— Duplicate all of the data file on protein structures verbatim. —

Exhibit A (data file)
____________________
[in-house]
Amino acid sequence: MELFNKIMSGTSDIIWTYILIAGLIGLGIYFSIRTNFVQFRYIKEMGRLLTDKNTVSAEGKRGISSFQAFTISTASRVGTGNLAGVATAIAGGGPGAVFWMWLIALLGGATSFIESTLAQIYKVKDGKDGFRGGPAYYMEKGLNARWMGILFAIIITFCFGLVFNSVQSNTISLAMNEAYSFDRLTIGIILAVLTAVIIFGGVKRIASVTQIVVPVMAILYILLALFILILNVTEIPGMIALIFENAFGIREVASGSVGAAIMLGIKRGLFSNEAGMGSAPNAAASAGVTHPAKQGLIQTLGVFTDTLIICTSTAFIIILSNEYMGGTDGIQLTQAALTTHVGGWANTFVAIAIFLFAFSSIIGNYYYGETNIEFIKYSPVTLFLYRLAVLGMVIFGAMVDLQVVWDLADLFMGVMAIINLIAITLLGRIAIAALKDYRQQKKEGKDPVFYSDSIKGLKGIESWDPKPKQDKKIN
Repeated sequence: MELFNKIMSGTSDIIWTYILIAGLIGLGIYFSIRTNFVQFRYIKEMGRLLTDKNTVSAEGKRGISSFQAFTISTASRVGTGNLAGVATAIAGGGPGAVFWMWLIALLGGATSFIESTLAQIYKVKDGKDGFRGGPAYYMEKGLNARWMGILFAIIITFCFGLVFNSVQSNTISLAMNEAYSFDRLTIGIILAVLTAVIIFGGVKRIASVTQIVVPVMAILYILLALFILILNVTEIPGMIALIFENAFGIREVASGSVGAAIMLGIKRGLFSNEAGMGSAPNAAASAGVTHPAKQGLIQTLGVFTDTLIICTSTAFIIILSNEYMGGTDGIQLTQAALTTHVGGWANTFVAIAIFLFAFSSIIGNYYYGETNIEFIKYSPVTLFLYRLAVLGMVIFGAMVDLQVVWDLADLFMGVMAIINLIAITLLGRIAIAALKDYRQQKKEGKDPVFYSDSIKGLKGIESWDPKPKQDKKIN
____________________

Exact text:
[in-house]
Amino acid sequence: MELFNKIMSGTSDIIWTYILIAGLIGLGIYFSIRTNFVQFRYIKEMGRLLTDKNTVSAEGKRGISSFQAFTISTASRVGTGNLAGVATAIAGGGPGAVFWMWLIALLGGATSFIESTLAQIYKVKDGKDGFRGGPAYYMEKGLNARWMGILFAIIITFCFGLVFNSVQSNTISLAMNEAYSFDRLTIGIILAVLTAVIIFGGVKRIASVTQIVVPVMAILYILLALFILILNVTEIPGMIALIFENAFGIREVASGSVGAAIMLGIKRGLFSNEAGMGSAPNAAASAGVTHPAKQGLIQTLGVFTDTLIICTSTAFIIILSNEYMGGTDGIQLTQAALTTHVGGWANTFVAIAIFLFAFSSIIGNYYYGETNIEFIKYSPVTLFLYRLAVLGMVIFGAMVDLQVVWDLADLFMGVMAIINLIAITLLGRIAIAALKDYRQQKKEGKDPVFYSDSIKGLKGIESWDPKPKQDKKIN
Repeated sequence: MELFNKIMSGTSDIIWTYILIAGLIGLGIYFSIRTNFVQFRYIKEMGRLLTDKNTVSAEGKRGISSFQAFTISTASRVGTGNLAGVATAIAGGGPGAVFWMWLIALLGGATSFIESTLAQIYKVKDGKDGFRGGPAYYMEKGLNARWMGILFAIIITFCFGLVFNSVQSNTISLAMNEAYSFDRLTIGIILAVLTAVIIFGGVKRIASVTQIVVPVMAILYILLALFILILNVTEIPGMIALIFENAFGIREVASGSVGAAIMLGIKRGLFSNEAGMGSAPNAAASAGVTHPAKQGLIQTLGVFTDTLIICTSTAFIIILSNEYMGGTDGIQLTQAALTTHVGGWANTFVAIAIFLFAFSSIIGNYYYGETNIEFIKYSPVTLFLYRLAVLGMVIFGAMVDLQVVWDLADLFMGVMAIINLIAITLLGRIAIAALKDYRQQKKEGKDPVFYSDSIKGLKGIESWDPKPKQDKKIN